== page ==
Gavin C. K. W. Koh 1 , 2 , 3 , 4 , 5 , * , Tassili A. Weehuizen 1 , Katrin Breitbach 6 , Kathrin Krause 6 , Hanna K. de Jong 1 , Liesbeth M. Kager 1 , Arjan J. Hoogendijk 1 , Antje Bast 6 , Sharon J. Peacock 4 , 5 , Tom van der Poll 1 , Ivo Steinmetz 6 , W. Joost Wiersinga 1
17 October 2013
Burkholderia pseudomallei infection (melioidosis) is an important cause of community-acquired Gram-negative sepsis in Northeast Thailand, where it is associated with a ∼40% mortality rate despite antimicrobial chemotherapy. We showed in a previous cohort study that patients taking glyburide ( = glibenclamide) prior to admission have lower mortality and attenuated inflammatory responses compared to patients not taking glyburide. We sought to define the mechanism underlying this observation in a murine model of melioidosis.
Mice (C57BL/6) with streptozocin-induced diabetes were inoculated with ∼6×10 2 cfu B. pseudomallei intranasally, then treated with therapeutic ceftazidime (600 mg/kg intraperitoneally twice daily starting 24 h after inoculation) in order to mimic the clinical scenario. Glyburide (50 mg/kg) or vehicle was started 7 d before inoculation and continued until sacrifice. The minimum inhibitory concentration of glyburide for B. pseudomallei was determined by broth microdilution. We also examined the effect of glyburide on interleukin (IL) 1β by bone-marrow-derived macrophages (BMDM).
Diabetic mice had increased susceptibility to melioidosis, with increased bacterial dissemination but no effect was seen of diabetes on inflammation compared to non-diabetic controls. Glyburide treatment did not affect glucose levels but was associated with reduced pulmonary cellular influx, reduced bacterial dissemination to both liver and spleen and reduced IL1β production when compared to untreated controls. Other cytokines were not different in glyburide-treated animals. There was no direct effect of glyburide on B. pseudomallei growth in vitro or in vivo. Glyburide directly reduced the secretion of IL1β by BMDMs in a dose-dependent fashion.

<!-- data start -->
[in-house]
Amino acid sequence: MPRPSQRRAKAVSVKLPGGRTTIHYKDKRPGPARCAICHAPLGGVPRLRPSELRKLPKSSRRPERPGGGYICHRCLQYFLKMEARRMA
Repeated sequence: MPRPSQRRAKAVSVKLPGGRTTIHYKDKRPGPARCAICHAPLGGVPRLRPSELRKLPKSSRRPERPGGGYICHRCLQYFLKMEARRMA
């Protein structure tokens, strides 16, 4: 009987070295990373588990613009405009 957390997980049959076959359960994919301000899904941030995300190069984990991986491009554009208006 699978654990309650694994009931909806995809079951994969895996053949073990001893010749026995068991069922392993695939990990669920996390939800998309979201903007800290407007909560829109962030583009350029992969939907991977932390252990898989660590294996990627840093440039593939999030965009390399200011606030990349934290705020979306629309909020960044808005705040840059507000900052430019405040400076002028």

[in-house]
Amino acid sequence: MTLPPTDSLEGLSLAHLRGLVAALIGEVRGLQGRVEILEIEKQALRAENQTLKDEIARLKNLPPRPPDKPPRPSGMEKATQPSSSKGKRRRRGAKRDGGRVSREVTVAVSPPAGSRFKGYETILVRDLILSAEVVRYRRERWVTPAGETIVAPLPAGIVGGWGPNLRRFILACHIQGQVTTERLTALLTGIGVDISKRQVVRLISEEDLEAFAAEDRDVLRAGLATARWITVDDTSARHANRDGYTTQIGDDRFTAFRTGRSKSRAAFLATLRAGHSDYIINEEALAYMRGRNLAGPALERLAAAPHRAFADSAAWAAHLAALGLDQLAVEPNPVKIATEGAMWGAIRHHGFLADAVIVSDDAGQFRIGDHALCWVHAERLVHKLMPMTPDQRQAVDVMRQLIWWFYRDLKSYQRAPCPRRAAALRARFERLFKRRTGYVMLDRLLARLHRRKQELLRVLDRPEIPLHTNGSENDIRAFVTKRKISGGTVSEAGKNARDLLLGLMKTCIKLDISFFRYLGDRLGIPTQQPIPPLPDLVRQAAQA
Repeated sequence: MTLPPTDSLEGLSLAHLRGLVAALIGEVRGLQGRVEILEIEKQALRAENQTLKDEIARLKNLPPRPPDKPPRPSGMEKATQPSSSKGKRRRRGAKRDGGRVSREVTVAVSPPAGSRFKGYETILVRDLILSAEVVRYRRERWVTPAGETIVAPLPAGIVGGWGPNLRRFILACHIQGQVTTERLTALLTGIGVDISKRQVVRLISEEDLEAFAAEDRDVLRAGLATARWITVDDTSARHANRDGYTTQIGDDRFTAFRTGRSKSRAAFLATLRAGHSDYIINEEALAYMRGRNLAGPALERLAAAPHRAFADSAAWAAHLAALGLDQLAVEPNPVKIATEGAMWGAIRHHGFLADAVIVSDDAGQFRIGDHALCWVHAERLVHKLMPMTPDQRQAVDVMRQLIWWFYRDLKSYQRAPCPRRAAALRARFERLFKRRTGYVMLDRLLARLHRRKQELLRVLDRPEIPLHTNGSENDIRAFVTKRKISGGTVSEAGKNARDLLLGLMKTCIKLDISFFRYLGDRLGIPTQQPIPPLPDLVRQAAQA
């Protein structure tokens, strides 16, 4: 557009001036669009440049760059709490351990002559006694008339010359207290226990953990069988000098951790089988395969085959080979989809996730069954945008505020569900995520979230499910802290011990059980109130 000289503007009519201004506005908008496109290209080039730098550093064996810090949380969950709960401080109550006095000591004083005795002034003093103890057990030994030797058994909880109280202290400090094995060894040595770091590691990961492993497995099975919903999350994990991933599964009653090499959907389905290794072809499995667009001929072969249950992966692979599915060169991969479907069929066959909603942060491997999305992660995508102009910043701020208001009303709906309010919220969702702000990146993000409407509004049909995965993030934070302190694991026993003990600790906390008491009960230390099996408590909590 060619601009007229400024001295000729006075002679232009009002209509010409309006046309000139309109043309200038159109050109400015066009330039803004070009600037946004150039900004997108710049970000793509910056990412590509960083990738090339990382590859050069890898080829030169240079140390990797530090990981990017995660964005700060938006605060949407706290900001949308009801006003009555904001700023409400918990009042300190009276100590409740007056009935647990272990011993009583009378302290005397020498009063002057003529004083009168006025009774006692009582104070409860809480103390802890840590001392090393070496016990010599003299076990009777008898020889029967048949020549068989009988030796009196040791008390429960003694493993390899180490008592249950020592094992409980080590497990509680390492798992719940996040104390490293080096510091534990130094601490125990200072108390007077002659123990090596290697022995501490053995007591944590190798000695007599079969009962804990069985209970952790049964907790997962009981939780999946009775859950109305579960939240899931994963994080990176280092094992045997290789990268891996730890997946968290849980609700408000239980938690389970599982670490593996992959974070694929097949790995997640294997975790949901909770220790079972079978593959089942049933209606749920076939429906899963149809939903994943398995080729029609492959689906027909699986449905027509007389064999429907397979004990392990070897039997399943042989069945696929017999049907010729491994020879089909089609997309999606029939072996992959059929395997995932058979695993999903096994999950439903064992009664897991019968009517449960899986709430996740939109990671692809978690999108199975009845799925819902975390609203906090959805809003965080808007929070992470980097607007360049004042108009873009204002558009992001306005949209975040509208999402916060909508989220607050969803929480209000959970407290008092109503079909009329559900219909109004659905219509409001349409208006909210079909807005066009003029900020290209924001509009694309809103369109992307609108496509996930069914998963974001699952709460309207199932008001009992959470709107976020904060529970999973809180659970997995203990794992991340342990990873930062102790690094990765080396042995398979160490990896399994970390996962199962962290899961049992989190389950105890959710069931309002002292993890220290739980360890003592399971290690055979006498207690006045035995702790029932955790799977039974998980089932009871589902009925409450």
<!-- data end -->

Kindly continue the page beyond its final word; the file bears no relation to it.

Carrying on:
Diabetes increases the susceptibility to melioidosis. We further show, for the first time in any model of sepsis, that glyburide acts as an anti-inflammatory agent by reducing IL1β secretion accompanied by diminished cellular influx and reduced bacterial dissemination to distant organs. We found no evidence for a direct effect of glyburide on the bacterium.
Burkholderia pseudomallei infection (also called melioidosis) is a common cause of bacterial infection in Northeast Thailand, where the mortality rate is 43% despite appropriate antibiotic treatment. We showed previously that patients taking glyburide ( = glibenclamide) prior to admission have lower mortality rates and lower levels of inflammation in the blood. In this study, we used a mouse model to better understand the mechanism underlying this observation. In this study, we used a mouse model of diabetes and infected the mice with B. pseudomallei. Half the mice were treated with glyburide and half were not. We also performed in vitro experiments to find the minimum concentration of glyburide that would inhibit the growth of B. pseudomallei. We found that glyburide treatment was associated with reduced inflammation (as measured by the flow of cells into the lungs and by interleukin-1β production) and reduced spread of the bacterium to liver and spleen when compared to untreated controls. There was no direct effect of glyburide on B. pseudomallei growth in vitro or in vivo. Because the effect of glyburide is on the host and not on the bacterium, it is possible that this effect will be seen in other causes of sepsis, not just melioidosis.